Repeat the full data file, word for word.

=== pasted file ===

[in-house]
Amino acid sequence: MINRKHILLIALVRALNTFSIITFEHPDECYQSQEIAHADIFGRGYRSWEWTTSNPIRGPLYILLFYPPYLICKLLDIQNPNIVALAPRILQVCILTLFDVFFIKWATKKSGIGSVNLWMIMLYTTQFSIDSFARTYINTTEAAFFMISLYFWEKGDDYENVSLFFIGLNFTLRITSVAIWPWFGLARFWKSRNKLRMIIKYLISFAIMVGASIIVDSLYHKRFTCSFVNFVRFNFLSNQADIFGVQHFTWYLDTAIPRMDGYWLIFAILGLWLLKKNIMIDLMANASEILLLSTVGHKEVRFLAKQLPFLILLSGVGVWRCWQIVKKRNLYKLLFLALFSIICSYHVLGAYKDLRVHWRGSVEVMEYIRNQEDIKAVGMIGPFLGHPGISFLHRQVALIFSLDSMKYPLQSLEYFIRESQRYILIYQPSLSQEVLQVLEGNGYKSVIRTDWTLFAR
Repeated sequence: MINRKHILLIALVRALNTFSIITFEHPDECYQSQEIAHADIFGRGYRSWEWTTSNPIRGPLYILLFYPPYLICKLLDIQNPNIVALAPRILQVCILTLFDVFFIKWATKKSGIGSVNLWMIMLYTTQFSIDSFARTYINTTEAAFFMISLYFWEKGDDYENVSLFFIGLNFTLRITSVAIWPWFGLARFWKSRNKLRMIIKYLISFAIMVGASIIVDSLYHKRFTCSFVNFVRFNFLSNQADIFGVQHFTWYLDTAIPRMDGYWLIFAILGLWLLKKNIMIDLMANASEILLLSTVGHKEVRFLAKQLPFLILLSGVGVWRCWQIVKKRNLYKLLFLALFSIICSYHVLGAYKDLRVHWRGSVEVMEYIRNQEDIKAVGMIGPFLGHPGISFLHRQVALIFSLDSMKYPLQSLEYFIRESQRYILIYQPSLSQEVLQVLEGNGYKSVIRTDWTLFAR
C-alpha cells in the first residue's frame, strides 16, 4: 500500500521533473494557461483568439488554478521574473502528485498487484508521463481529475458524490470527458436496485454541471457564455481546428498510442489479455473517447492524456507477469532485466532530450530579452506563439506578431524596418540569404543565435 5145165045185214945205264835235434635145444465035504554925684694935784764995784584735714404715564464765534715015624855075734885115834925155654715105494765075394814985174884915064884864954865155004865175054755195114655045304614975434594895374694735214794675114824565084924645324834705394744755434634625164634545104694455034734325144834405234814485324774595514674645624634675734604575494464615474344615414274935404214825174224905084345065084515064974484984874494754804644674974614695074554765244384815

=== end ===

[in-house]
Amino acid sequence: MINRKHILLIALVRALNTFSIITFEHPDECYQSQEIAHADIFGRGYRSWEWTTSNPIRGPLYILLFYPPYLICKLLDIQNPNIVALAPRILQVCILTLFDVFFIKWATKKSGIGSVNLWMIMLYTTQFSIDSFARTYINTTEAAFFMISLYFWEKGDDYENVSLFFIGLNFTLRITSVAIWPWFGLARFWKSRNKLRMIIKYLISFAIMVGASIIVDSLYHKRFTCSFVNFVRFNFLSNQADIFGVQHFTWYLDTAIPRMDGYWLIFAILGLWLLKKNIMIDLMANASEILLLSTVGHKEVRFLAKQLPFLILLSGVGVWRCWQIVKKRNLYKLLFLALFSIICSYHVLGAYKDLRVHWRGSVEVMEYIRNQEDIKAVGMIGPFLGHPGISFLHRQVALIFSLDSMKYPLQSLEYFIRESQRYILIYQPSLSQEVLQVLEGNGYKSVIRTDWTLFAR
Repeated sequence: MINRKHILLIALVRALNTFSIITFEHPDECYQSQEIAHADIFGRGYRSWEWTTSNPIRGPLYILLFYPPYLICKLLDIQNPNIVALAPRILQVCILTLFDVFFIKWATKKSGIGSVNLWMIMLYTTQFSIDSFARTYINTTEAAFFMISLYFWEKGDDYENVSLFFIGLNFTLRITSVAIWPWFGLARFWKSRNKLRMIIKYLISFAIMVGASIIVDSLYHKRFTCSFVNFVRFNFLSNQADIFGVQHFTWYLDTAIPRMDGYWLIFAILGLWLLKKNIMIDLMANASEILLLSTVGHKEVRFLAKQLPFLILLSGVGVWRCWQIVKKRNLYKLLFLALFSIICSYHVLGAYKDLRVHWRGSVEVMEYIRNQEDIKAVGMIGPFLGHPGISFLHRQVALIFSLDSMKYPLQSLEYFIRESQRYILIYQPSLSQEVLQVLEGNGYKSVIRTDWTLFAR
C-alpha cells in the first residue's frame, strides 16, 4: 500500500521533473494557461483568439488554478521574473502528485498487484508521463481529475458524490470527458436496485454541471457564455481546428498510442489479455473517447492524456507477469532485466532530450530579452506563439506578431524596418540569404543565435 5145165045185214945205264835235434635145444465035504554925684694935784764995784584735714404715564464765534715015624855075734885115834925155654715105494765075394814985174884915064884864954865155004865175054755195114655045304614975434594895374694735214794675114824565084924645324834705394744755434634625164634545104694455034734325144834405234814485324774595514674645624634675734604575494464615474344615414274935404214825174224905084345065084515064974484984874494754804644674974614695074554765244384815